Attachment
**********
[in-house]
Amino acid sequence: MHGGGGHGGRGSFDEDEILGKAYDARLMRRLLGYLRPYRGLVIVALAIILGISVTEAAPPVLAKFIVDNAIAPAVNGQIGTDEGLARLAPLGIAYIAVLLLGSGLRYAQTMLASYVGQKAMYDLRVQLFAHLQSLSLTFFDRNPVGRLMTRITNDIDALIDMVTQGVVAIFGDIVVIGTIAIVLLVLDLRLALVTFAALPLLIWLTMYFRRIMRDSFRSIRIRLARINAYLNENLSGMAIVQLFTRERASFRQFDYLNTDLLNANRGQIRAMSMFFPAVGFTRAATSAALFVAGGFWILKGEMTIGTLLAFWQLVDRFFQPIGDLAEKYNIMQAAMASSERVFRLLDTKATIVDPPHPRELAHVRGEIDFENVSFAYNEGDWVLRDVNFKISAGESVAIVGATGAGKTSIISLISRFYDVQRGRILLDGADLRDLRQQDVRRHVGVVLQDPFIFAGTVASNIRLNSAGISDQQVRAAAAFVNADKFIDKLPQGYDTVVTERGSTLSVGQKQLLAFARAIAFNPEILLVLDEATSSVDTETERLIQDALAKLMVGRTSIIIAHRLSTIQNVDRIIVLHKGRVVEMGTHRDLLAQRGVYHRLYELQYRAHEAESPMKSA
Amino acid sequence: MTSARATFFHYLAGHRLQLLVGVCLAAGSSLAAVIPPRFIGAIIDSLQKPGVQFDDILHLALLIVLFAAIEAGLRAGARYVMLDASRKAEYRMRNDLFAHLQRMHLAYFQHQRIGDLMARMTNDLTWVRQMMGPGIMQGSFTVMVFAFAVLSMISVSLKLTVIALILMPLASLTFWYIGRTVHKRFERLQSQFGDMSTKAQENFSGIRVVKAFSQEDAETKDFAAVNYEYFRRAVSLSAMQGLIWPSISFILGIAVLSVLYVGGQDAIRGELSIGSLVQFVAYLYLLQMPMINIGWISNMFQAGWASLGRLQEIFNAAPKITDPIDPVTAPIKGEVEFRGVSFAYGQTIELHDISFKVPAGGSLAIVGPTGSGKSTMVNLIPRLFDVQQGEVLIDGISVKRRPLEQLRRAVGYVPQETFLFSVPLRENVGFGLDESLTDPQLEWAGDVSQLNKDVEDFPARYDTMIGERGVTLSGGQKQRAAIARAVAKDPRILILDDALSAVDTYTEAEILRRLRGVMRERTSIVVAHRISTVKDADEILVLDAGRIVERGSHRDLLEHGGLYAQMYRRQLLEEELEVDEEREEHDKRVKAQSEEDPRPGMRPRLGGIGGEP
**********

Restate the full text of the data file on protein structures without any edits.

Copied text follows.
[in-house]
Amino acid sequence: MHGGGGHGGRGSFDEDEILGKAYDARLMRRLLGYLRPYRGLVIVALAIILGISVTEAAPPVLAKFIVDNAIAPAVNGQIGTDEGLARLAPLGIAYIAVLLLGSGLRYAQTMLASYVGQKAMYDLRVQLFAHLQSLSLTFFDRNPVGRLMTRITNDIDALIDMVTQGVVAIFGDIVVIGTIAIVLLVLDLRLALVTFAALPLLIWLTMYFRRIMRDSFRSIRIRLARINAYLNENLSGMAIVQLFTRERASFRQFDYLNTDLLNANRGQIRAMSMFFPAVGFTRAATSAALFVAGGFWILKGEMTIGTLLAFWQLVDRFFQPIGDLAEKYNIMQAAMASSERVFRLLDTKATIVDPPHPRELAHVRGEIDFENVSFAYNEGDWVLRDVNFKISAGESVAIVGATGAGKTSIISLISRFYDVQRGRILLDGADLRDLRQQDVRRHVGVVLQDPFIFAGTVASNIRLNSAGISDQQVRAAAAFVNADKFIDKLPQGYDTVVTERGSTLSVGQKQLLAFARAIAFNPEILLVLDEATSSVDTETERLIQDALAKLMVGRTSIIIAHRLSTIQNVDRIIVLHKGRVVEMGTHRDLLAQRGVYHRLYELQYRAHEAESPMKSA
Amino acid sequence: MTSARATFFHYLAGHRLQLLVGVCLAAGSSLAAVIPPRFIGAIIDSLQKPGVQFDDILHLALLIVLFAAIEAGLRAGARYVMLDASRKAEYRMRNDLFAHLQRMHLAYFQHQRIGDLMARMTNDLTWVRQMMGPGIMQGSFTVMVFAFAVLSMISVSLKLTVIALILMPLASLTFWYIGRTVHKRFERLQSQFGDMSTKAQENFSGIRVVKAFSQEDAETKDFAAVNYEYFRRAVSLSAMQGLIWPSISFILGIAVLSVLYVGGQDAIRGELSIGSLVQFVAYLYLLQMPMINIGWISNMFQAGWASLGRLQEIFNAAPKITDPIDPVTAPIKGEVEFRGVSFAYGQTIELHDISFKVPAGGSLAIVGPTGSGKSTMVNLIPRLFDVQQGEVLIDGISVKRRPLEQLRRAVGYVPQETFLFSVPLRENVGFGLDESLTDPQLEWAGDVSQLNKDVEDFPARYDTMIGERGVTLSGGQKQRAAIARAVAKDPRILILDDALSAVDTYTEAEILRRLRGVMRERTSIVVAHRISTVKDADEILVLDAGRIVERGSHRDLLEHGGLYAQMYRRQLLEEELEVDEEREEHDKRVKAQSEEDPRPGMRPRLGGIGGEP